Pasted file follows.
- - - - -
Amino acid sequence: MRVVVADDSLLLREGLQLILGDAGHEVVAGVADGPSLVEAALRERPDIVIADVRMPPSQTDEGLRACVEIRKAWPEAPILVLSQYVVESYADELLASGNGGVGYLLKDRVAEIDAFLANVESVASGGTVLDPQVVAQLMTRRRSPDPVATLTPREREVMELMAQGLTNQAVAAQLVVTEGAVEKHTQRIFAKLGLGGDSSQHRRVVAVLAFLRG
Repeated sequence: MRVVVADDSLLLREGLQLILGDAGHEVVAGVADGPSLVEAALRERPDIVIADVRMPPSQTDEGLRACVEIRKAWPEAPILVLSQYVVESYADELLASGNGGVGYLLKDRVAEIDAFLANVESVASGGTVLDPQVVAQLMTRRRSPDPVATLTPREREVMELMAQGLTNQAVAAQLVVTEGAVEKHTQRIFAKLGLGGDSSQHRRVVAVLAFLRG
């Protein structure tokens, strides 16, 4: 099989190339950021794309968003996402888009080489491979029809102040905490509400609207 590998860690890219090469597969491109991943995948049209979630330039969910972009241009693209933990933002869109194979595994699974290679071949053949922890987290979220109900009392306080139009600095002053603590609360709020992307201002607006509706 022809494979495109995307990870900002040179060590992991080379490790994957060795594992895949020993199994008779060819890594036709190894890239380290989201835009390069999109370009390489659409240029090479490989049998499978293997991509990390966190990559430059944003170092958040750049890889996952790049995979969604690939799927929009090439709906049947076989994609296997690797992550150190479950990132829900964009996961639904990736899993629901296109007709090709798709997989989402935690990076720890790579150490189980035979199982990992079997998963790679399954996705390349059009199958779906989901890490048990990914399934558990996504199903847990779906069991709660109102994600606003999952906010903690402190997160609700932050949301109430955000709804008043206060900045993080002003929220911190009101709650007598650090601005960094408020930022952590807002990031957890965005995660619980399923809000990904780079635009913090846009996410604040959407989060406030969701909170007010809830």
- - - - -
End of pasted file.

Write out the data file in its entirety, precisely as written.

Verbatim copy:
Amino acid sequence: MRVVVADDSLLLREGLQLILGDAGHEVVAGVADGPSLVEAALRERPDIVIADVRMPPSQTDEGLRACVEIRKAWPEAPILVLSQYVVESYADELLASGNGGVGYLLKDRVAEIDAFLANVESVASGGTVLDPQVVAQLMTRRRSPDPVATLTPREREVMELMAQGLTNQAVAAQLVVTEGAVEKHTQRIFAKLGLGGDSSQHRRVVAVLAFLRG
Repeated sequence: MRVVVADDSLLLREGLQLILGDAGHEVVAGVADGPSLVEAALRERPDIVIADVRMPPSQTDEGLRACVEIRKAWPEAPILVLSQYVVESYADELLASGNGGVGYLLKDRVAEIDAFLANVESVASGGTVLDPQVVAQLMTRRRSPDPVATLTPREREVMELMAQGLTNQAVAAQLVVTEGAVEKHTQRIFAKLGLGGDSSQHRRVVAVLAFLRG
């Protein structure tokens, strides 16, 4: 099989190339950021794309968003996402888009080489491979029809102040905490509400609207 590998860690890219090469597969491109991943995948049209979630330039969910972009241009693209933990933002869109194979595994699974290679071949053949922890987290979220109900009392306080139009600095002053603590609360709020992307201002607006509706 022809494979495109995307990870900002040179060590992991080379490790994957060795594992895949020993199994008779060819890594036709190894890239380290989201835009390069999109370009390489659409240029090479490989049998499978293997991509990390966190990559430059944003170092958040750049890889996952790049995979969604690939799927929009090439709906049947076989994609296997690797992550150190479950990132829900964009996961639904990736899993629901296109007709090709798709997989989402935690990076720890790579150490189980035979199982990992079997998963790679399954996705390349059009199958779906989901890490048990990914399934558990996504199903847990779906069991709660109102994600606003999952906010903690402190997160609700932050949301109430955000709804008043206060900045993080002003929220911190009101709650007598650090601005960094408020930022952590807002990031957890965005995660619980399923809000990904780079635009913090846009996410604040959407989060406030969701909170007010809830």